Perfect For What We Wanted it For – Mild Off-Roading, Snowboarding, Dependability in the Snow, Comfort on Long Trips

  • I’ve touched on this already, but we have already taken the Tiguan through any condition we plan to take it in the future and it has performed flawlessly. We’ve taken it snowboarding roughly ten times, gone off-roading, been through snow, ice, and a blizzard, and spent hours on the road in one whack. There is not much to say because everything worked completely as expected and there is nothing more that I could ask for.


Undercarriage is Plastic in the Front 

  • This flaw came up early in our ownership when I was driving home from work after a blizzard. Blocking the entrance to my neighborhood were giant boulder-like collections of snow that has been pushed there by snow plows. I had gone over patches like that on my way home, so I sped up to blast through them to get to my driveway. Bad idea. I didn’t know that underneath the layer of snow that I saw, they were boulders of ice and it cracked the plastic engine tray on the passenger side. You can’t see the damage from the outside and it didn’t ruin the integrity of the part but I am very unimpressed that a part that’s supposed to protect the bottom of the engine is made of plastic. We looked for a metal one to replace it but there isn’t one available yet (that we could find).

Wheels Could Be Cooler

  • Both Kyle and I are very particular about our wheel preference, and it’s rare that stock wheels look good to us. The wheels we ended up with are the best looking of what VW offered for the Tiguan, but I would still like to get cooler ones eventually. They’re definitely better than what came on the Crosstrek though, holy crap.

Whyyyyyyyy a Turbo Muffler?

  • I finally have a vehicle with a turbo and you can’t even hear it. So sad. This is completely personal preference, but as soon as we find out whether or not a turbo muffler delete will void the warranty, that shit is coming off.

Steering Wheel and Shift Knob are Leather

  • One of the values we stand by in life is to not use any animal products. We don’t eat them, wear them, or purchase them in any capacity anymore. This was a particularly difficult morale to uphold when shopping for a new car because every car manufacturer seems to market leather as a feature. When we found out that though the seats are leatherette, the steering wheel and shift knob are leather, we almost walked away. We talked to our sales lady quite extensively about this downfall and if there was any way around it. We were quite impressed with her as she went to great lengths to try and get an alternative for us. She looked into getting them custom made from a different material, seeing if any other models had something that could be swapped, etc. The end result was that they could send them to a custom interior upholsterer and have them reupholster them, but they admitted they would just throw the original leather away. Since it was just going to go in the garbage if we went that route, we decided to compromise. I would highly encourage VW to offer a leatherette alternative (or standard), especially since they already make the seats out of that material.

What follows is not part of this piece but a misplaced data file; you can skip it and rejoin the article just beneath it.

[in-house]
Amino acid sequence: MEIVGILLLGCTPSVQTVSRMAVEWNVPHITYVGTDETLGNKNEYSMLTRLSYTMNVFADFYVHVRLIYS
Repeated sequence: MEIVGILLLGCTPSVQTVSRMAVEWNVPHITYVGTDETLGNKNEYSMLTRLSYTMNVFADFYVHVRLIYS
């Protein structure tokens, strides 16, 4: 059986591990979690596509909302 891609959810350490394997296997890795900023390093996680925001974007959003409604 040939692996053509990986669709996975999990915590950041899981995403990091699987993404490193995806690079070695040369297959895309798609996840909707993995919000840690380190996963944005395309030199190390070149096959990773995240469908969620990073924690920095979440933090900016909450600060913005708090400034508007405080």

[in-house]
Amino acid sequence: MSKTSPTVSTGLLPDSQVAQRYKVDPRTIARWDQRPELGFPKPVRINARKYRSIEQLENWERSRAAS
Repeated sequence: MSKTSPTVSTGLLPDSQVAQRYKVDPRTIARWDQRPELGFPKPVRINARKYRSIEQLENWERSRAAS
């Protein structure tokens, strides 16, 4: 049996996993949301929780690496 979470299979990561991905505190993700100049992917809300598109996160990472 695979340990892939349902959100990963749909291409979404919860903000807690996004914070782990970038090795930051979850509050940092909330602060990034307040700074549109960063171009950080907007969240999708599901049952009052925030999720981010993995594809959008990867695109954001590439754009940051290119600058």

Eco Mode Makes Gas Pedal Response Super Laggy & Can Honestly Be Dangerous

  • I saved the best for last. Out of all the downfalls of the Tiguan, this one sucks the most. We learned, through some scary situations, that while in eco mode, if you stomp on the gas, there is a long period of lag before the vehicle takes off. We found this out when needing to get out of the way quickly or make a short maneuver and it takes a minute to get the message. This is no problem when you’re trying to just save some gas, but when you NEED to get out of the way or move somewhere quickly, it can be quite dangerous. Sometimes you miss getting hit or hitting someone by just seconds and this lag could take those seconds away.

Given every like, dislike, and mile we have driven, I would do it all over again.

I have absolutely no regrets about buying our Tiguan and I still hold fast that this was the perfect fulfillment of our original requirements. Later this fall, we are going on a 5,000 mile road trip up the east coast in our Tiguan and I couldn’t be more excited. I trust it to get us everywhere we need to go, and to do so while keeping us completely comfortable. If you are considering getting yourself a Tiguan, all I can say is to go drive one. Everyone is different, but if your situation looks anything like ours did, I have a feeling you’ll end up with one too. 

I hope you enjoy whichever you choose & if this helped you make your decision, tag me @thegoblinden and let me know!